Next year I will be offering two new electives at UNSW Law Faculty. The idea for electives came out of a survey I conducted of law students in the faculty, via the Law Student Society. Out of 52 respondents, 95% said they agreed that there should be more subjects on Asian law offered in the curriculum. I believe that there is a real need for our students to have the opportunity to study about legal systems in Southeast Asia, our regional neighbours. These courses will fit within and expand on the Law School’s existing engagement in the Asia Pacific region. They will equip students to understand core debates on the rule of law and law reform in Southeast Asia, and enable students to develop an informed appreciation for the legal systems and traditions in Southeast Asia. Islamic Law and Society This course will provide students with an introduction to Islamic law and society in Southeast Asia. The region of Southeast Asia provides a fascinating and complex site to consider many of

Why Myanmar needs constitutional review

Last week there was debate in the Pyidaungsu Hluttaw, or Union Parliament, over the future of the Constitutional Tribunal, one of the new institutions established under the 2008 constitution. In discussions over proposed constitutional amendments, it was suggested that the Constitutional Tribunal should be abolished. This proposal has been made with reference to claims that many common law systems around the world allow cases for constitutional review to be heard by the highest court in the general court system, rather than a separate judicial institution. Those in favour of this proposal have also emphasised the fact that it is civil law countries, rather than common law countries, that have established a separate institution to hear constitutional review matters. While both of these statements are true, these are not necessarily arguments for abolishing the Constitutional Tribunal. No country today is a “pure” common law or civil law system. It is true that the Supreme Court in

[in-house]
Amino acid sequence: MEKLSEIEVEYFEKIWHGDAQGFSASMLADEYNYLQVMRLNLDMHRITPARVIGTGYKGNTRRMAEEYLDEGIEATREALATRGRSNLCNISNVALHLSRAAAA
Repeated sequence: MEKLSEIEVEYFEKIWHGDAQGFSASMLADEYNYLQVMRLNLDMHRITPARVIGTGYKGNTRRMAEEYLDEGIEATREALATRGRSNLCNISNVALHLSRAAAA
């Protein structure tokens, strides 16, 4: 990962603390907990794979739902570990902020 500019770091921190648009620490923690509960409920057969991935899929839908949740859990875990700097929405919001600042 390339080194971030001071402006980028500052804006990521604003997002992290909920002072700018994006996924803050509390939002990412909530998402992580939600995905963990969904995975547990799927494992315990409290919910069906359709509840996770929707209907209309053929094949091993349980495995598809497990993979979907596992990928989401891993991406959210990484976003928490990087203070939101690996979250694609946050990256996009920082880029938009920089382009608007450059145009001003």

UNSW Law - Myanmar events

UNSW is contributing to a number of events happening in Myanmar in July together with partners in Myanmar.  On 9-10 th July, Professor Brendan Edgeworth and myself will teach at the Law Department at Mandalay University, as part of the MOU between UNSW Law and Mandalay University. My talk with focus on academic research skills and method in the context of comparative constitutional law. On 13-14 th July 2015, the Australia Myanmar ConstitutionalDemocracy Project will host a constitutional law workshop in Mandalay. This is a follow-on from events held in 2013 and 2014, but will be the first time it is run in Mandalay. The event is being funded by the Community of Democracies network. This event is organised by Professor Martin Krygier and Professor Theunis Roux. Then on 16 th July 2015, Professor Theunis Roux, Ms Janelle Saffin and myself will run a comparative constitutional law workshop for the Constitutional Tribunal in Naypyidaw.  Also, later in the year, I will be orga